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cappie

THE MOST HOLY TRINITY

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cappie

Today, on the first Sunday after Pentecost, we celebrate the Solemnity of the Most Holy Trinity. This feast invites us to consider what we believe about God, who has revealed himself to us in the Trinity—one God in three persons.

In today’s Liturgy we’re swept through time from before earth and sky were set in place to the coming of the Spirit upon the new creation, the Church. We begin in the heart of the Trinity, as we listen to the testimony of Wisdom in today’s First Reading. Eternally begotten, the first-born of God, He is poured forth from of old in the love of the Father. Through Him the heavens were established, the foundations of the earth fixed. From before the beginning, He was with the Father as His “Craftsman,” the artisan by which all things were made. And He took special delight, He tells us, in the crowning glory of God’s handiwork—the human race. The Spirit, the Love of God, St Paul says has been poured out into our hearts.  

The verses of today's Gospel come near the end of Jesus' long discourse at the Last Supper. In this section he focuses more on the shape of the future, which will include Jesus' victory over the world that they will share in. The disciples of Jesus cannot know the future. 

Jesus says something curious in today’s gospel: “I still have many things to say to you, but you cannot bear them now.”

Why do you suppose that Jesus said that? He was speaking to his disciples. Whatever did he mean?  We can only speculate – and trust.

Trust that his promise to send the Holy Spirit to speak to us for God has been realized. Trust that what we need to know is expressed to us through the generations by the Spirit moving in human community. Trust that God will find a way to bring comfort, guidance, wisdom.

 That is the essence of Trinity Sunday. We may not know what Jesus left out, but we do have some record of what Jesus had already said.

 While some people take offense at efforts to examine the Bible for historical evidence, still others use Scripture carelessly and to their own ends. We hear this in the evening news as people claim, “The Bible says…” to support their position on something.  The Bible is  a story of people and their relationship with God, of the struggle and challenge of living meaningful lives, of goodness manifest in Jesus and the love of God manifested in a new way.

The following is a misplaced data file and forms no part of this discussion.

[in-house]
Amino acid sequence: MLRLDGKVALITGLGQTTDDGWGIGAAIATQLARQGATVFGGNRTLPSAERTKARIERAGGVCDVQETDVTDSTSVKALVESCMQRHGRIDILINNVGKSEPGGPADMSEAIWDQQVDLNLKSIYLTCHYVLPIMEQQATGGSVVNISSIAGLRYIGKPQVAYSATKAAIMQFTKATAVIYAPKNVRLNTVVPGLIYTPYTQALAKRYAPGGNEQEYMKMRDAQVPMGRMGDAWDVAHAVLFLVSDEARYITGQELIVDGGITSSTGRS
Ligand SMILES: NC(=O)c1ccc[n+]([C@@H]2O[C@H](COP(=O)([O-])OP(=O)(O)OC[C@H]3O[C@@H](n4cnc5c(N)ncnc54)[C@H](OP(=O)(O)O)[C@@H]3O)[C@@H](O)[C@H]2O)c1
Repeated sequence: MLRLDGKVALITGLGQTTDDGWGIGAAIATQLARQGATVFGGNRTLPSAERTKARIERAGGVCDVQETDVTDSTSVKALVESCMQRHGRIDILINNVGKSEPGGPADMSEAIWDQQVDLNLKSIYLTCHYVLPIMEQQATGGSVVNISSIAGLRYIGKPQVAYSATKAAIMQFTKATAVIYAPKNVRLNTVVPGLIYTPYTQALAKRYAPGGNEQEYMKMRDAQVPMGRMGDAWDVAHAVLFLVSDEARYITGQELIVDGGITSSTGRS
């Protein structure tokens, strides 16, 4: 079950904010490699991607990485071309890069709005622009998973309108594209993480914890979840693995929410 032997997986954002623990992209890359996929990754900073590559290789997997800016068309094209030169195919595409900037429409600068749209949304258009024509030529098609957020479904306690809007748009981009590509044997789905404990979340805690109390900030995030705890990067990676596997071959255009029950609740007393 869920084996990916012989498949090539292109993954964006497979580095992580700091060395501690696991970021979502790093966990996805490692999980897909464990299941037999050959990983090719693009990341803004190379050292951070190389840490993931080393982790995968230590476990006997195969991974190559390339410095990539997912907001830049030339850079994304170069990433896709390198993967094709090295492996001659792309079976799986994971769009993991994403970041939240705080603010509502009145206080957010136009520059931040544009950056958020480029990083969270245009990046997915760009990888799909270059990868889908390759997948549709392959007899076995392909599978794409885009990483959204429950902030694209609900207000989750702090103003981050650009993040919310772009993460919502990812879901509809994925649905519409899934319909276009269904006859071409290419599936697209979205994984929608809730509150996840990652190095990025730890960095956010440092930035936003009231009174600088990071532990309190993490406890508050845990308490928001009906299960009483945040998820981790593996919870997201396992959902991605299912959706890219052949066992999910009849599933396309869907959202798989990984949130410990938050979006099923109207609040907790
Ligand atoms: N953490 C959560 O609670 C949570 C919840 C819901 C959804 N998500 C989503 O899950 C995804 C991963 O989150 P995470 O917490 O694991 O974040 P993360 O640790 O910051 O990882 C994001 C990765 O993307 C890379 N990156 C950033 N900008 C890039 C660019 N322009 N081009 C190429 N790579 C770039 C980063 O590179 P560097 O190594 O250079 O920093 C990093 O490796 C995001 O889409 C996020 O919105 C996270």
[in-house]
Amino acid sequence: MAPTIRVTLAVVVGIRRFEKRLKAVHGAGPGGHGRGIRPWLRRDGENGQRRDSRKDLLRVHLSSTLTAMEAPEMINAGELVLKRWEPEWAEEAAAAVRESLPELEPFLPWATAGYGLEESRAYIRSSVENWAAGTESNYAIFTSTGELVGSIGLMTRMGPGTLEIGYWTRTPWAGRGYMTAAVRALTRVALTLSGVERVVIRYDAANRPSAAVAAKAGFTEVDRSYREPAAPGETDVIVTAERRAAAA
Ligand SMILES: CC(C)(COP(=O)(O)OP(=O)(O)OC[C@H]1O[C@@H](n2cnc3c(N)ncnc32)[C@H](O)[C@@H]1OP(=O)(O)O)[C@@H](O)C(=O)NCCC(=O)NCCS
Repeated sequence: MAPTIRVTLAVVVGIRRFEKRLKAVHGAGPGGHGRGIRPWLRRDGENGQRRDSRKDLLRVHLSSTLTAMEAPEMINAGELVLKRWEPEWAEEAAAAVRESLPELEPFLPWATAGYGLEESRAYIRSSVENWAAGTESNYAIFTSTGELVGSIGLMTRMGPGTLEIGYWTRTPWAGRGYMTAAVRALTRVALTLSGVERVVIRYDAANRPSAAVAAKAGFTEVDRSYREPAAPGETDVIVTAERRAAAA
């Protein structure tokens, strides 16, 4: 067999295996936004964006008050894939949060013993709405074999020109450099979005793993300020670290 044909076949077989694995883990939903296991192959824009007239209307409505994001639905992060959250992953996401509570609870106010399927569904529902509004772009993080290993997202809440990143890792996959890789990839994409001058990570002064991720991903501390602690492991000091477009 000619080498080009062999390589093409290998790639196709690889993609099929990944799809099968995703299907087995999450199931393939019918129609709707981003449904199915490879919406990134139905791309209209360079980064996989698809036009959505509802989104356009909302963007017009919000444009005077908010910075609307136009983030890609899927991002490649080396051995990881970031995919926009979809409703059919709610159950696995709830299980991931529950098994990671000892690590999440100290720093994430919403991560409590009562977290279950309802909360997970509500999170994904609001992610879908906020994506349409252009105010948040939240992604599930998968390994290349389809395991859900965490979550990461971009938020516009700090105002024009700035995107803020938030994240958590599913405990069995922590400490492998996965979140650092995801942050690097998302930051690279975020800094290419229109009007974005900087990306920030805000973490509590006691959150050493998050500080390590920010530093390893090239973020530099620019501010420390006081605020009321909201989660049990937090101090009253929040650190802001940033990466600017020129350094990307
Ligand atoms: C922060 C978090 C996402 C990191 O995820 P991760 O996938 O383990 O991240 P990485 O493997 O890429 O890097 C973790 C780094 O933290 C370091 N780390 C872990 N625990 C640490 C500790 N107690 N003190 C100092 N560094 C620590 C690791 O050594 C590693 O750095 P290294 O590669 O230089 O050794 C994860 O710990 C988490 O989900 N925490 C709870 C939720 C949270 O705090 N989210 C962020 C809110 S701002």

And yet Scripture sometimes gets used carelessly.

 As people of faith, we have a sacred responsibility to tell the truth, to represent the truth, indeed, to recognize the truth in our midst. The Holy Spirit inspired it. And it is still hard to live the revealed truth of God.

“Sell all that you own and distribute the money to the poor.”
 “Love your enemies.”
“Do not worry about tomorrow.”
“Let anyone among you who is without sin be the first to throw a stone.”
 “Be perfect.”

As Christians, we are people of the Book, the story of earlier generations carried within the Bible and the traditions of our community.

Many of them are great stories. Some are puzzling, troubling, comforting. We won’t know what those stories are, won’t be knowledgeable and articulate in our Christian heritage, unless we read the Bible with understanding. It is an understanding that calls for study, yes – but first calls for prayer. Prayer has the power to soften our hearts to receive God’s truth and to open our ears to hear God’s word.

Trinity Sunday celebrates the mystery, the majesty, of the Father, the Son, and the Holy Spirit. All three persons are tied together in today’s words of Jesus.  The three divine persons work together for the salvation of all. So too must we work together for the good of all.
 

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